After gathering ten positive reader reviews on Amazon (the minimum threshold for many book promoters), Natalie scheduled a Kindle countdown deal ($0.99 for one week) and booked with as many book promoters as she could. At the same time, she created AMS ads which allow authors to advertise their book below the “Also Bought” section of other books. During her Kindle countdown deal, she started seeing significant sales (peaking at 200 sales in one day). Knowing her sales would dwindle when the promotion ended, she ensured she had AMS ads ready to run every day after her Kindle countdown deal, which allowed her to sustain a positive ranking. It was at this point Thomas & Mercer reached out to her about signing her novel.

 

Read more here.

Eliot’s novel had started receiving some significant attention because: it was a bestseller in Amazon’s Technothriller category, a post about his novel had started trending in the r/books subreddit, and "Cumulus" had also received media coverage, attracting attention from cyberpunk pioneer William Gibson.

 

One day, an editor from 47North sent Eliot an email saying she'd read his self-published novel, "Cumulus," and asked if he was working on anything new. As it happened, he had just finished editing a new manuscript, so he sent it over. She read it over the weekend and made an offer the following week. Three weeks later, they finished the contracting process on a three-book deal and the first novel, "Bandwidth," entered production.

Does Amazon Publishing accept unsolicited manuscripts?

They don’t. They do, however, accept submissions from agents and literary scouts. We know from our contacts there that APub imprints are actively looking to acquire original content as long as it's first vetted and represented by an agent or scout.

In addition, Amazon Crossing and Amazon Crossing Kids do invite authors to submit books written in 14 select foreign languages for English translation. Learn more here.

What happens after you’re signed by Amazon Publishing

Again, APub functions like most other publishers in this respect. Even if you’ve already worked with professional editors on your manuscript and commissioned a great cover from a professional designer, APub will still want their own team of publishing professionals to work on your title. (In fact, Mark Dawson, an author who's Isabella Rose thriller series was signed by Thomas & Mercer, has said that APub’s developmental, copy, and line editors are first class — and probably even better than any he had when he was traditionally published!)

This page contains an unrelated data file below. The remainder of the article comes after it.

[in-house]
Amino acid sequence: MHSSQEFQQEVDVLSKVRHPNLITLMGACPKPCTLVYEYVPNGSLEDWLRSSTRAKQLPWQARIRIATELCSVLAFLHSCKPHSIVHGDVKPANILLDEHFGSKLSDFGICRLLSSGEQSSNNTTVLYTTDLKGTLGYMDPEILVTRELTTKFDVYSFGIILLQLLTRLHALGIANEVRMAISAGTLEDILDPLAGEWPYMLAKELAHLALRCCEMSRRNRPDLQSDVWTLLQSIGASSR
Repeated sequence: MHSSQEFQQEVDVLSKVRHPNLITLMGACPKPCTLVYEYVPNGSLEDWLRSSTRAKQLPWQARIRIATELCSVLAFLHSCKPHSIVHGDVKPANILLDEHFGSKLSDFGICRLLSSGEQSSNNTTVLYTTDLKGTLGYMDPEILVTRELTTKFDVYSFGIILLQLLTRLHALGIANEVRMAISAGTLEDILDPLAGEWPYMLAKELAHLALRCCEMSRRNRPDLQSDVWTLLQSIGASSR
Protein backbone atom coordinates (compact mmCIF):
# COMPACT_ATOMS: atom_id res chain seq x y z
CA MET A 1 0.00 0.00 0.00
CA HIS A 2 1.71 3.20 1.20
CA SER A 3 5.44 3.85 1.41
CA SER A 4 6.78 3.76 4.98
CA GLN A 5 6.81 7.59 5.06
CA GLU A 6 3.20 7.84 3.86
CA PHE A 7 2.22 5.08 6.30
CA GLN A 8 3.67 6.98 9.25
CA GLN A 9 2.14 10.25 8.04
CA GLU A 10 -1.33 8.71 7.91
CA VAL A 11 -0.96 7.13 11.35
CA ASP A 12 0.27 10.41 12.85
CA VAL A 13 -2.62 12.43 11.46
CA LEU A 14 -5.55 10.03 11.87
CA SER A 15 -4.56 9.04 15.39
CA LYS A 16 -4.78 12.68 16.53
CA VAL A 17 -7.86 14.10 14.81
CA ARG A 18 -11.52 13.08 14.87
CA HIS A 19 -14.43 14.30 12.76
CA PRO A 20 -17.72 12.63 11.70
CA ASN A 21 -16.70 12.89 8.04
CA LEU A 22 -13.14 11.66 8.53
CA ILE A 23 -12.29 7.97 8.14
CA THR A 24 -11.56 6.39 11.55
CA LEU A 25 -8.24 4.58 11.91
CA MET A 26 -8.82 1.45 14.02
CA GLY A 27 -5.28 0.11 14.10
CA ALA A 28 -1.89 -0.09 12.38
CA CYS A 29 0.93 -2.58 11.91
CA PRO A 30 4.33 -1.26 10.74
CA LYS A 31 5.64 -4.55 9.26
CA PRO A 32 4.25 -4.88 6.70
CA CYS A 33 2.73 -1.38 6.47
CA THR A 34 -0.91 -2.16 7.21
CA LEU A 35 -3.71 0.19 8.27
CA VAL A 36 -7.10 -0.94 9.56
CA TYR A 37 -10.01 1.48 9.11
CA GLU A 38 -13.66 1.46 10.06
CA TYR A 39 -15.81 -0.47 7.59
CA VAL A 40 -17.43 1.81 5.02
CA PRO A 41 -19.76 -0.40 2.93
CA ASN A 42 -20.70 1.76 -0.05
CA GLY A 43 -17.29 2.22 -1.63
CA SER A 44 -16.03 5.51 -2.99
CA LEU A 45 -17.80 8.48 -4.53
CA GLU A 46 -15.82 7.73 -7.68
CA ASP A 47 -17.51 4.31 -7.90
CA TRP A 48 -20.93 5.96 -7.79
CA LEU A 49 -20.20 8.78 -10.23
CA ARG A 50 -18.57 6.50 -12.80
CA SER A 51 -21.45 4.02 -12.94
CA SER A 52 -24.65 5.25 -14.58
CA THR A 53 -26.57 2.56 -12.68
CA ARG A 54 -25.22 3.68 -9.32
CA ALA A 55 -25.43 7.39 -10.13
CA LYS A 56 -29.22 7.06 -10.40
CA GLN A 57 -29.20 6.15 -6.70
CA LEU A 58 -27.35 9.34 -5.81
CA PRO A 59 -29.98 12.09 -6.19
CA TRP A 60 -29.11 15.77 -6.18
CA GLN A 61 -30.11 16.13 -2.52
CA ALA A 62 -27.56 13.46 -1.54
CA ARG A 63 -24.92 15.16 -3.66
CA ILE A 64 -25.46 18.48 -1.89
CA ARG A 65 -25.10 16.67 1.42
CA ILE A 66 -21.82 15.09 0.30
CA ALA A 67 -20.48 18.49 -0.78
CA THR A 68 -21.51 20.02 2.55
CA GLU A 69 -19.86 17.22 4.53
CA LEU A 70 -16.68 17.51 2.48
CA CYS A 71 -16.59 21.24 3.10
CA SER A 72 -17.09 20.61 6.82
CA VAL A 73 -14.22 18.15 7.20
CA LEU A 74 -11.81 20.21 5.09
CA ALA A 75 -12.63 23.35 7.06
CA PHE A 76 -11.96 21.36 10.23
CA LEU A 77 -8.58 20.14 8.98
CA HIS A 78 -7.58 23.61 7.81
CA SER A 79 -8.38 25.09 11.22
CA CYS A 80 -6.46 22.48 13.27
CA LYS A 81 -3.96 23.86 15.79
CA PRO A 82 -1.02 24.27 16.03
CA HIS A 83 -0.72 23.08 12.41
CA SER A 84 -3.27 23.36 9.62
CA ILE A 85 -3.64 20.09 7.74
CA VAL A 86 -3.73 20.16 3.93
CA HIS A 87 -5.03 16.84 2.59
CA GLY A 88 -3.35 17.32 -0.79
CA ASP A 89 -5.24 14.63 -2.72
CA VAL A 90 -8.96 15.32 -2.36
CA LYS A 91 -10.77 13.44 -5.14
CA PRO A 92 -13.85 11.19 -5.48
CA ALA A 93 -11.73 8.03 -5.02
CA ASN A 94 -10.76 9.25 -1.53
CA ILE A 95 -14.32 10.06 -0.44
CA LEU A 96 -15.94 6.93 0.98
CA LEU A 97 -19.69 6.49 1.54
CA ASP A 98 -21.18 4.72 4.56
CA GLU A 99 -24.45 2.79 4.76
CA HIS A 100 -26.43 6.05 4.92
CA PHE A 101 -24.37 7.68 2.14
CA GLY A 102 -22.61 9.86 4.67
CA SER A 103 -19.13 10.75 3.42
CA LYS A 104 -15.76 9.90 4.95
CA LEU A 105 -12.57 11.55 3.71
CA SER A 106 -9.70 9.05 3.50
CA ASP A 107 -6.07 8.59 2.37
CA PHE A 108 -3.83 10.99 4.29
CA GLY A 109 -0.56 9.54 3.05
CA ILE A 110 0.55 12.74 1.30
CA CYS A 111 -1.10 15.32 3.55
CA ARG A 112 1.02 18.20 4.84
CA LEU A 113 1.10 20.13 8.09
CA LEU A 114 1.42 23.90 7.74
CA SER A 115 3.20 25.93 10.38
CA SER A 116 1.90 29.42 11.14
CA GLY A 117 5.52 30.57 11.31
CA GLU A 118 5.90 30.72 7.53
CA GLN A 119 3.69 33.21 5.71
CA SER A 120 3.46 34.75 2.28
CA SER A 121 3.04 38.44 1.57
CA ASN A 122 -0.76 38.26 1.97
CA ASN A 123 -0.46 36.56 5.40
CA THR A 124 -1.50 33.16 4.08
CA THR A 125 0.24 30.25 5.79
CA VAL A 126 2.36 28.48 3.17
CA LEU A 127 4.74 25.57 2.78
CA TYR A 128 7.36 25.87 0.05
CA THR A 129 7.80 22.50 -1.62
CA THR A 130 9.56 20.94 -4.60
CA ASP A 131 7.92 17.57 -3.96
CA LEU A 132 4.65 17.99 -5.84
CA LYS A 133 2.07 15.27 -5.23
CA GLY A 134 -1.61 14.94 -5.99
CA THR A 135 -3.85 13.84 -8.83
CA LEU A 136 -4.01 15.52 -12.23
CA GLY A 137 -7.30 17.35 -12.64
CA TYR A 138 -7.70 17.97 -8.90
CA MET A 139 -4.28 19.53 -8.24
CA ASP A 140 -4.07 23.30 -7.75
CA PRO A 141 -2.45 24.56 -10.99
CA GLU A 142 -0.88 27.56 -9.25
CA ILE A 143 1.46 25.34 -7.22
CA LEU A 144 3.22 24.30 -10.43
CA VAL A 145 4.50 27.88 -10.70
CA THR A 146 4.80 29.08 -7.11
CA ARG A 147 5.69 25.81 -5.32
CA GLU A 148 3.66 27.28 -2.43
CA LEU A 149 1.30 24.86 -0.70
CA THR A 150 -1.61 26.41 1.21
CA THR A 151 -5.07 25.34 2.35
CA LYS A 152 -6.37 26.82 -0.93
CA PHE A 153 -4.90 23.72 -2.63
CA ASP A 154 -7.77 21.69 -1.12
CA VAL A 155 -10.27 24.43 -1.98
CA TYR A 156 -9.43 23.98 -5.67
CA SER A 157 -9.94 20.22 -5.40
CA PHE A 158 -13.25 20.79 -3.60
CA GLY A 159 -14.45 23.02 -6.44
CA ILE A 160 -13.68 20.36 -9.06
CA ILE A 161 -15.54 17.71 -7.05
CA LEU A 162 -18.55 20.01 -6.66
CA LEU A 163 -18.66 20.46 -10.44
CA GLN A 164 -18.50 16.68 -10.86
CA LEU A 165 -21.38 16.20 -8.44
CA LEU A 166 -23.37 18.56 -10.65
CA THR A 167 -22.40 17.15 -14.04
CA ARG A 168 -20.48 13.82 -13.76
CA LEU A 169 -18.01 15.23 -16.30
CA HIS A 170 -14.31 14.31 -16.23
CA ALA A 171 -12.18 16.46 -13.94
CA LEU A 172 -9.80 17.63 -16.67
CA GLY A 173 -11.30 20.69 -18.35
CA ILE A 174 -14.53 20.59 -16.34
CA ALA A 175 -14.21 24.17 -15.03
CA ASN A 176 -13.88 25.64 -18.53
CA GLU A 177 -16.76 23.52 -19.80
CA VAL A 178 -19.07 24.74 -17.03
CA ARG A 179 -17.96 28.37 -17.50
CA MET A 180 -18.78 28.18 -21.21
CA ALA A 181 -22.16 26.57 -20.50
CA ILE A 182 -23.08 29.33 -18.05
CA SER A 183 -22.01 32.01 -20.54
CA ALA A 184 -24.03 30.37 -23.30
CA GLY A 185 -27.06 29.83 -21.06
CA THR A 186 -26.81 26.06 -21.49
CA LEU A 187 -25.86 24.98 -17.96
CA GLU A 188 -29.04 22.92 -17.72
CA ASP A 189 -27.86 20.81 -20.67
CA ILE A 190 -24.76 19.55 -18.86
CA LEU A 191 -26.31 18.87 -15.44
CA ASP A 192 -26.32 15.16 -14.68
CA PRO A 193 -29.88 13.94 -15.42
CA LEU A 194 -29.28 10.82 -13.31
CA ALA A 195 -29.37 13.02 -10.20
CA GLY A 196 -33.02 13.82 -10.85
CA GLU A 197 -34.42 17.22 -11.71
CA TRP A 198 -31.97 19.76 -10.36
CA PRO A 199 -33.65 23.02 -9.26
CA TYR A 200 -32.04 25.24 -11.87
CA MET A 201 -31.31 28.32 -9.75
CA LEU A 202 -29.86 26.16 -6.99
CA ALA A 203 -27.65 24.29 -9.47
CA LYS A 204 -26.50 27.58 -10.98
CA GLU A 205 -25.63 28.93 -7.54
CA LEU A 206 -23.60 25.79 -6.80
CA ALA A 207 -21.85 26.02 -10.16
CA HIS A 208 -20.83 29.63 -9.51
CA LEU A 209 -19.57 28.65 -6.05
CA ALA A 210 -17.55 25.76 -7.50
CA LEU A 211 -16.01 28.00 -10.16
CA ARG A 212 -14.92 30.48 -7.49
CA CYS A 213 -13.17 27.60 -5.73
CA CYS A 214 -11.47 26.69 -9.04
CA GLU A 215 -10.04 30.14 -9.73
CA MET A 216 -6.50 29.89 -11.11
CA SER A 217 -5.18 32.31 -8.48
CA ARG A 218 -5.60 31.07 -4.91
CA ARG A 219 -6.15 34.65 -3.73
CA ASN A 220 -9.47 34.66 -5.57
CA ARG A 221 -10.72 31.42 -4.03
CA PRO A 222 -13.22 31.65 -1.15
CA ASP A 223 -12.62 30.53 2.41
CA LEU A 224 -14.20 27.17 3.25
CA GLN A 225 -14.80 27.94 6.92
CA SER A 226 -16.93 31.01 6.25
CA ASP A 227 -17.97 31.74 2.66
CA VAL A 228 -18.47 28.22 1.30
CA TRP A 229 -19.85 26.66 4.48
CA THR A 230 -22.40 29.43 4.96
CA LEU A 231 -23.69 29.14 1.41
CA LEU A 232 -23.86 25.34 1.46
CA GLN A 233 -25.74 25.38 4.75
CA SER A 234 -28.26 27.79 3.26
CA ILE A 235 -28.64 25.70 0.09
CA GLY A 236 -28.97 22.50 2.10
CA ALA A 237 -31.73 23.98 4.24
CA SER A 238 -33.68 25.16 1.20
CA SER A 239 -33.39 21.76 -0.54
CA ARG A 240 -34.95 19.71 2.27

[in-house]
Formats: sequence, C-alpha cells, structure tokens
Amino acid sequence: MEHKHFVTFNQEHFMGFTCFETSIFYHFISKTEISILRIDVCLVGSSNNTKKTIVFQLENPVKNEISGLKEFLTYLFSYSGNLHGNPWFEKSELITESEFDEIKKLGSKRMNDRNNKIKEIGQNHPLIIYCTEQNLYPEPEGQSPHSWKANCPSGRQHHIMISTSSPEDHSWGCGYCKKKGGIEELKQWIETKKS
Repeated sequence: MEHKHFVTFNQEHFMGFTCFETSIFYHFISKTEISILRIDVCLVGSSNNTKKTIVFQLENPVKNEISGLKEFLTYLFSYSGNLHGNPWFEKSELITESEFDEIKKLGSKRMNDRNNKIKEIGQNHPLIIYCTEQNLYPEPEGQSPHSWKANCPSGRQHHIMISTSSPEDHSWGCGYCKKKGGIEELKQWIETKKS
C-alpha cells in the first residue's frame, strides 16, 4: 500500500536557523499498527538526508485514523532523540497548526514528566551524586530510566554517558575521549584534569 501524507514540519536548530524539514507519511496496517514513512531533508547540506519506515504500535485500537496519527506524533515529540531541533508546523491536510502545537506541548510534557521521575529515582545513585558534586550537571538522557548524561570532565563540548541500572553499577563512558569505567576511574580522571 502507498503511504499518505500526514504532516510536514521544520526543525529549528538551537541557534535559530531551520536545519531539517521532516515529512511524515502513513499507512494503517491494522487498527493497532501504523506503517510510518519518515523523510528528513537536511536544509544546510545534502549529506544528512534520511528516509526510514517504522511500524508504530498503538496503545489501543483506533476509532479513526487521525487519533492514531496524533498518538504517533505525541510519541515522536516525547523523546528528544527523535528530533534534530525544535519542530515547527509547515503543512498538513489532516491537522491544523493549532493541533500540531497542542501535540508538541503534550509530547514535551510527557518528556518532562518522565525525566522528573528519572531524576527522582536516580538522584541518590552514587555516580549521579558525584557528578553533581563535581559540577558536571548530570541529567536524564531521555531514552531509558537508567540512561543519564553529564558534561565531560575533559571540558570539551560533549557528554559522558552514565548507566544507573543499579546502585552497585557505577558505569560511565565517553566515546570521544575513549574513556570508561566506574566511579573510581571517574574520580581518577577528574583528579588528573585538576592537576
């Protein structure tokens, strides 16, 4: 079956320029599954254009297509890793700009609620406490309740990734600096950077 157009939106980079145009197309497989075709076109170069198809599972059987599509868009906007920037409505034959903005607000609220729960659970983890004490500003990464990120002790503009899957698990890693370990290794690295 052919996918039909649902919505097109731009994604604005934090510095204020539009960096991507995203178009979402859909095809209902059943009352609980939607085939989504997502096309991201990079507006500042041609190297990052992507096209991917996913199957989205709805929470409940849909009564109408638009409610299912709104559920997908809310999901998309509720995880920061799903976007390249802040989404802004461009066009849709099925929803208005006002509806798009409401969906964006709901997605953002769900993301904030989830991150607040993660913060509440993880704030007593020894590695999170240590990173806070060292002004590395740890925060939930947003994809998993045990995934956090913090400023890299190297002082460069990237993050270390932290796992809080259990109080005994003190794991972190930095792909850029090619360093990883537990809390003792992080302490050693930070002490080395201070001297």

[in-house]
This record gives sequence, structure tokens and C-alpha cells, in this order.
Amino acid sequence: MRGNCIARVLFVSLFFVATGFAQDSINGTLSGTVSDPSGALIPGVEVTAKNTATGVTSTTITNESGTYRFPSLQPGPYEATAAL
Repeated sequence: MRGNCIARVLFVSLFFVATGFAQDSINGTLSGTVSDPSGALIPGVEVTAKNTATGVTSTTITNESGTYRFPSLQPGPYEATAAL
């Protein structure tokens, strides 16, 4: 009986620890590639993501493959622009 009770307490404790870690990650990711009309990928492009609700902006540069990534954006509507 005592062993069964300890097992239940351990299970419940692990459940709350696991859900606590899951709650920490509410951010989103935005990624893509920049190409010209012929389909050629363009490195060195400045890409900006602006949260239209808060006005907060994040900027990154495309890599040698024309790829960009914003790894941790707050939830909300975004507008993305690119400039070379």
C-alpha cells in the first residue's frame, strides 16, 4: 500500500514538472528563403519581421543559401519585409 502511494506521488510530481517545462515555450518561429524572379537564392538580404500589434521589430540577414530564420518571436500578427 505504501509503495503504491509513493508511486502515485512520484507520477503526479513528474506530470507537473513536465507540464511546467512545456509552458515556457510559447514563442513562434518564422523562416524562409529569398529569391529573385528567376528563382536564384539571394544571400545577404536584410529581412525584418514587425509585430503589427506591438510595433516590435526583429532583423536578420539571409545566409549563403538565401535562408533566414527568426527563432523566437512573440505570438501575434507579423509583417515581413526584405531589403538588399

As we discussed above, this doesn’t make working with professionals prior to publishing pointless — without their help APub likely wouldn’t have picked up your book in the first place.

Typically, APub will keep the author in the loop throughout this process. Let's turn back to Natalie and Eliot's APub experiences after their book was signed...

Thomas & Mercer gave "Until I Met Her" a new cover and further rounds of editing.

 

Natalie has said that Thomas & Mercer kept her thoroughly involved throughout the entire process, asking for feedback and approval every step of the way. In her words, “When a small army of professionals wants to improve your novel, you’re hardly going to stop them.”

 

Read more here.

According to Eliot, his editorial process was also efficient and straightforward. They did three rounds with a developmental editor before moving into copyediting and proofreading. He was deeply involved the entire time and never felt pressured to make changes he didn't want to make.

 

In addition, Eliot’s input was requested, and his approval required, for the title and cover design. In Eliot’s words: “I have strong opinions on branding and design, and was impressed by how the design team worked to incorporate my creative direction, even when it required significant additional effort.”

 

All in all, the average length from submission of the rough draft to publication for each of the novels in Eliot’s "Analog" series was ten months.

Pros and Cons of Amazon Publishing

At one point, self-publishing might have presented itself as an opportunity to authors who couldn’t obtain a traditional publishing contract. But now, many authors see the beauty in independently publishing their books — and the total control that comes with that.

Still, a book deal is nothing to brush off lightly. We have a very handy (and free!) course on traditional publishing vs. self-pub, if it’s something you’ve puzzled over. An APub deal isn’t the exact same as a traditional publishing deal, but many of their benefits overlap. In this section, we’ll cover the pros and cons of working Amazon Publishing — as opposed to self-publishing or seeking out a traditional deal.

Pros

The real pro when it comes to being signed by an APub imprint is the people you get in your corner. We’ve already mentioned this point a couple of times, but it’s a huge pro, so we’ll repeat it once more here: if APub acquires your book, they want it to sell. To help it earn revenue, they’ll have their production team go to town on it, ensuring the book is thoroughly edited and splashed with an appealing cover. The people who work at APub know what works in publishing. They’ll have the data to back up their creative choices.